This scene, consisting solely of a soliloquy by King Henry, contains many famous passages; in fact, this speech is probably the best known speech in the entire play. The scene is Harfleur, where Henry, surrounded by his troops, urges them on to one more supreme effort. Henry's speech proves that he knows his men well; speaking plainly and to the point, he appeals to their manhood, their ancestry, and their love of England:
Follow your spirit, and upon this charge
Cry, "God for Harry! England and Saint George!" (33-34)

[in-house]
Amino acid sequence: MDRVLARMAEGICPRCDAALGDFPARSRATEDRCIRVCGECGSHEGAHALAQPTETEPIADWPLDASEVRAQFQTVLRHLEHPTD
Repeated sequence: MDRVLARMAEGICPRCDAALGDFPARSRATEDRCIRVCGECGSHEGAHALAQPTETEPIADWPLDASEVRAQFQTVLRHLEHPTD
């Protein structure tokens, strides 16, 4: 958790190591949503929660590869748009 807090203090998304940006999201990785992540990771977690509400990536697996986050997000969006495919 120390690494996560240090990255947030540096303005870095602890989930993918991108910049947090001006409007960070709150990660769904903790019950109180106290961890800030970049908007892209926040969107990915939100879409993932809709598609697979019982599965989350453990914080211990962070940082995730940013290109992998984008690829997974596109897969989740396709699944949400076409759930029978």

This speech confirms for the audience the personal and inspiring leadership of King Henry V. Even though some critics have dissected the speech and found it lacking, it is nevertheless one of the most inspiring war speeches ever uttered, and apparently it is very successful in spurring the soldiers on to make one more supreme effort. Lines 6-17 seem to suggest that in terms of the various passions of man, his spiritual emotions are directly dependent upon his physical state. In times of peace, the manly virtues are quite proper and will suffice, but in times of war, man must put aside manly virtues and become a virtual beast. It is the duty of the soldier to become a beast, and his actions should be in imitation of a wild beast — the blood is to be "summoned" and the sinews "stiffened."